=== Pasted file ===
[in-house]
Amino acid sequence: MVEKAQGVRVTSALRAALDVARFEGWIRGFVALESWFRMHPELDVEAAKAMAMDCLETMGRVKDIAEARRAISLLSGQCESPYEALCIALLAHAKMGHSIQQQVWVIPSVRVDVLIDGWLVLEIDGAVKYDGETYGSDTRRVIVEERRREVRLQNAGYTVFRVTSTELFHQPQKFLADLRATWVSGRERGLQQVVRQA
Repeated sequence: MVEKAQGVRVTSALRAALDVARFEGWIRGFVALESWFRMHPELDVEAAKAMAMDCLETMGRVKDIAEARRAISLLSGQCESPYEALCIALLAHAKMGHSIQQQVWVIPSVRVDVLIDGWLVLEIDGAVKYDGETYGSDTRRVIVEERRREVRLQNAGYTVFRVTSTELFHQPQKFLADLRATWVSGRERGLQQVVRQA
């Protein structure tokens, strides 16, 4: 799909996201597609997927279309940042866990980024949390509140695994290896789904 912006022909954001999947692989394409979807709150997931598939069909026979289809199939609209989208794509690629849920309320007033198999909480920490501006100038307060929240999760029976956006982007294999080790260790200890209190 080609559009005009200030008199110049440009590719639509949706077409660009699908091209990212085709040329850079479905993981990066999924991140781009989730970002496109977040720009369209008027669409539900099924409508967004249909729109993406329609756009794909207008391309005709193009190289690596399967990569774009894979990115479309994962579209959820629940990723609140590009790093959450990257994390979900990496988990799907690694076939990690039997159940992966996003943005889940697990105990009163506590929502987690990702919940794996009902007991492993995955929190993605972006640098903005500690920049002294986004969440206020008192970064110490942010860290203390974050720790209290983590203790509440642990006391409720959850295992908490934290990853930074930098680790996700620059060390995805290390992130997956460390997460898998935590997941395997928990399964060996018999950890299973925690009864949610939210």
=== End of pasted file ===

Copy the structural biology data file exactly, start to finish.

[in-house]
Amino acid sequence: MVEKAQGVRVTSALRAALDVARFEGWIRGFVALESWFRMHPELDVEAAKAMAMDCLETMGRVKDIAEARRAISLLSGQCESPYEALCIALLAHAKMGHSIQQQVWVIPSVRVDVLIDGWLVLEIDGAVKYDGETYGSDTRRVIVEERRREVRLQNAGYTVFRVTSTELFHQPQKFLADLRATWVSGRERGLQQVVRQA
Repeated sequence: MVEKAQGVRVTSALRAALDVARFEGWIRGFVALESWFRMHPELDVEAAKAMAMDCLETMGRVKDIAEARRAISLLSGQCESPYEALCIALLAHAKMGHSIQQQVWVIPSVRVDVLIDGWLVLEIDGAVKYDGETYGSDTRRVIVEERRREVRLQNAGYTVFRVTSTELFHQPQKFLADLRATWVSGRERGLQQVVRQA
């Protein structure tokens, strides 16, 4: 799909996201597609997927279309940042866990980024949390509140695994290896789904 912006022909954001999947692989394409979807709150997931598939069909026979289809199939609209989208794509690629849920309320007033198999909480920490501006100038307060929240999760029976956006982007294999080790260790200890209190 080609559009005009200030008199110049440009590719639509949706077409660009699908091209990212085709040329850079479905993981990066999924991140781009989730970002496109977040720009369209008027669409539900099924409508967004249909729109993406329609756009794909207008391309005709193009190289690596399967990569774009894979990115479309994962579209959820629940990723609140590009790093959450990257994390979900990496988990799907690694076939990690039997159940992966996003943005889940697990105990009163506590929502987690990702919940794996009902007991492993995955929190993605972006640098903005500690920049002294986004969440206020008192970064110490942010860290203390974050720790209290983590203790509440642990006391409720959850295992908490934290990853930074930098680790996700620059060390995805290390992130997956460390997460898998935590997941395997928990399964060996018999950890299973925690009864949610939210």